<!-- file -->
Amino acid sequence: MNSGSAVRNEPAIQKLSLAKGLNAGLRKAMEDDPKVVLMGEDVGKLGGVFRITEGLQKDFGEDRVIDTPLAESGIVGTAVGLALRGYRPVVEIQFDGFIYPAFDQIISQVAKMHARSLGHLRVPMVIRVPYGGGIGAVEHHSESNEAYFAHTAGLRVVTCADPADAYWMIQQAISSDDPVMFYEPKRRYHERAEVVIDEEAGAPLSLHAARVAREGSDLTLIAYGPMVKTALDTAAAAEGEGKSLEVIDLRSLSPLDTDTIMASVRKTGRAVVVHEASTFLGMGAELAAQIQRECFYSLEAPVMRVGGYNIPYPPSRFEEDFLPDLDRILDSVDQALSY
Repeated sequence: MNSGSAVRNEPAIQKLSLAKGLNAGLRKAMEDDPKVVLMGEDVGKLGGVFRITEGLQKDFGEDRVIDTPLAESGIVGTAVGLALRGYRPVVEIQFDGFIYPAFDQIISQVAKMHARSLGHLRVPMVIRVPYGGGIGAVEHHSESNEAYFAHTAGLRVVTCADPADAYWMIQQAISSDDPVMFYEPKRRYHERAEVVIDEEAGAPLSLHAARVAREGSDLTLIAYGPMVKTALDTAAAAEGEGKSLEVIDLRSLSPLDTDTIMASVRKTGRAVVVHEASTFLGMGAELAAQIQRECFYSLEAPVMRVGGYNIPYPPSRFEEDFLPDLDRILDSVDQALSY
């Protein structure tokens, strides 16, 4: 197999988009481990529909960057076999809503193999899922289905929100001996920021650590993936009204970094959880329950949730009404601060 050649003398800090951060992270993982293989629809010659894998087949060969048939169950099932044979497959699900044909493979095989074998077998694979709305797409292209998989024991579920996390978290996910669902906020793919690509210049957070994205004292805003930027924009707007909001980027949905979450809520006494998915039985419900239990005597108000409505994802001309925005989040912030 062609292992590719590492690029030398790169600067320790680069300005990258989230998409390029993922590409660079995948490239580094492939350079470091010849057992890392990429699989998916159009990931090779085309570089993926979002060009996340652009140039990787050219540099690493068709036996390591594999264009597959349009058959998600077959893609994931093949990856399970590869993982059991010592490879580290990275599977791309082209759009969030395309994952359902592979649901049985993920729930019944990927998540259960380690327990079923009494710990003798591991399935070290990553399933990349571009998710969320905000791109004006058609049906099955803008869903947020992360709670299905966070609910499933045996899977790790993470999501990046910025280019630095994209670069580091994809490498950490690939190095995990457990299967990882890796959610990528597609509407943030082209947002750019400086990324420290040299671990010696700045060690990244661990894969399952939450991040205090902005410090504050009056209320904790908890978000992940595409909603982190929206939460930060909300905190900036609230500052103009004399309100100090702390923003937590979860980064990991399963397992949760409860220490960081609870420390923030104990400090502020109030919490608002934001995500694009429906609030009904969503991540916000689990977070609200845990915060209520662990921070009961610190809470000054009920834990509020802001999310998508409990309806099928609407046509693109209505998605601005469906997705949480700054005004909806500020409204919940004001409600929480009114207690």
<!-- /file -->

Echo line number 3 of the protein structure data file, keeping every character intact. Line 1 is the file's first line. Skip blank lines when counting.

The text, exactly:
């Protein structure tokens, strides 16, 4: 197999988009481990529909960057076999809503193999899922289905929100001996920021650590993936009204970094959880329950949730009404601060 050649003398800090951060992270993982293989629809010659894998087949060969048939169950099932044979497959699900044909493979095989074998077998694979709305797409292209998989024991579920996390978290996910669902906020793919690509210049957070994205004292805003930027924009707007909001980027949905979450809520006494998915039985419900239990005597108000409505994802001309925005989040912030 062609292992590719590492690029030398790169600067320790680069300005990258989230998409390029993922590409660079995948490239580094492939350079470091010849057992890392990429699989998916159009990931090779085309570089993926979002060009996340652009140039990787050219540099690493068709036996390591594999264009597959349009058959998600077959893609994931093949990856399970590869993982059991010592490879580290990275599977791309082209759009969030395309994952359902592979649901049985993920729930019944990927998540259960380690327990079923009494710990003798591991399935070290990553399933990349571009998710969320905000791109004006058609049906099955803008869903947020992360709670299905966070609910499933045996899977790790993470999501990046910025280019630095994209670069580091994809490498950490690939190095995990457990299967990882890796959610990528597609509407943030082209947002750019400086990324420290040299671990010696700045060690990244661990894969399952939450991040205090902005410090504050009056209320904790908890978000992940595409909603982190929206939460930060909300905190900036609230500052103009004399309100100090702390923003937590979860980064990991399963397992949760409860220490960081609870420390923030104990400090502020109030919490608002934001995500694009429906609030009904969503991540916000689990977070609200845990915060209520662990921070009961610190809470000054009920834990509020802001999310998508409990309806099928609407046509693109209505998605601005469906997705949480700054005004909806500020409204919940004001409600929480009114207690």